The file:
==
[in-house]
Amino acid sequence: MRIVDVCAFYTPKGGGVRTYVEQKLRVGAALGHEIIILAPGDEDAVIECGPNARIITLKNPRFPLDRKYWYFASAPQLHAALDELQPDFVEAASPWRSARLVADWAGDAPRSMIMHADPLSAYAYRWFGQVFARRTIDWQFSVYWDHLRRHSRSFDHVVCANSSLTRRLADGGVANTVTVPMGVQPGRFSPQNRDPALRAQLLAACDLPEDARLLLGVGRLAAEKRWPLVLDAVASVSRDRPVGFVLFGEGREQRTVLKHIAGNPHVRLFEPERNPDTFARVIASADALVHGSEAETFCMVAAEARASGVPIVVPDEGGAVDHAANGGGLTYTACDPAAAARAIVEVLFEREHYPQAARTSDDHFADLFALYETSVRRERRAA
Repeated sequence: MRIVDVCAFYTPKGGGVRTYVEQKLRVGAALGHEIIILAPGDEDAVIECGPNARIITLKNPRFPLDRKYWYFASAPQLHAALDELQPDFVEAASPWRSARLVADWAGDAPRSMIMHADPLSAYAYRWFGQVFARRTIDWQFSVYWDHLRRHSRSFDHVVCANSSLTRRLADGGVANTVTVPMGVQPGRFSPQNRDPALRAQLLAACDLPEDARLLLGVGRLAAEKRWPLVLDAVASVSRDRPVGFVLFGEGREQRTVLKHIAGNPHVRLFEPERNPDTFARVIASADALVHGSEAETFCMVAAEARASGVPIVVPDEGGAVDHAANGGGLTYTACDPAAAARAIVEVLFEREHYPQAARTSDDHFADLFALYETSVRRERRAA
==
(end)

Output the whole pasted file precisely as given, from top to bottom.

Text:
[in-house]
Amino acid sequence: MRIVDVCAFYTPKGGGVRTYVEQKLRVGAALGHEIIILAPGDEDAVIECGPNARIITLKNPRFPLDRKYWYFASAPQLHAALDELQPDFVEAASPWRSARLVADWAGDAPRSMIMHADPLSAYAYRWFGQVFARRTIDWQFSVYWDHLRRHSRSFDHVVCANSSLTRRLADGGVANTVTVPMGVQPGRFSPQNRDPALRAQLLAACDLPEDARLLLGVGRLAAEKRWPLVLDAVASVSRDRPVGFVLFGEGREQRTVLKHIAGNPHVRLFEPERNPDTFARVIASADALVHGSEAETFCMVAAEARASGVPIVVPDEGGAVDHAANGGGLTYTACDPAAAARAIVEVLFEREHYPQAARTSDDHFADLFALYETSVRRERRAA
Repeated sequence: MRIVDVCAFYTPKGGGVRTYVEQKLRVGAALGHEIIILAPGDEDAVIECGPNARIITLKNPRFPLDRKYWYFASAPQLHAALDELQPDFVEAASPWRSARLVADWAGDAPRSMIMHADPLSAYAYRWFGQVFARRTIDWQFSVYWDHLRRHSRSFDHVVCANSSLTRRLADGGVANTVTVPMGVQPGRFSPQNRDPALRAQLLAACDLPEDARLLLGVGRLAAEKRWPLVLDAVASVSRDRPVGFVLFGEGREQRTVLKHIAGNPHVRLFEPERNPDTFARVIASADALVHGSEAETFCMVAAEARASGVPIVVPDEGGAVDHAANGGGLTYTACDPAAAARAIVEVLFEREHYPQAARTSDDHFADLFALYETSVRRERRAA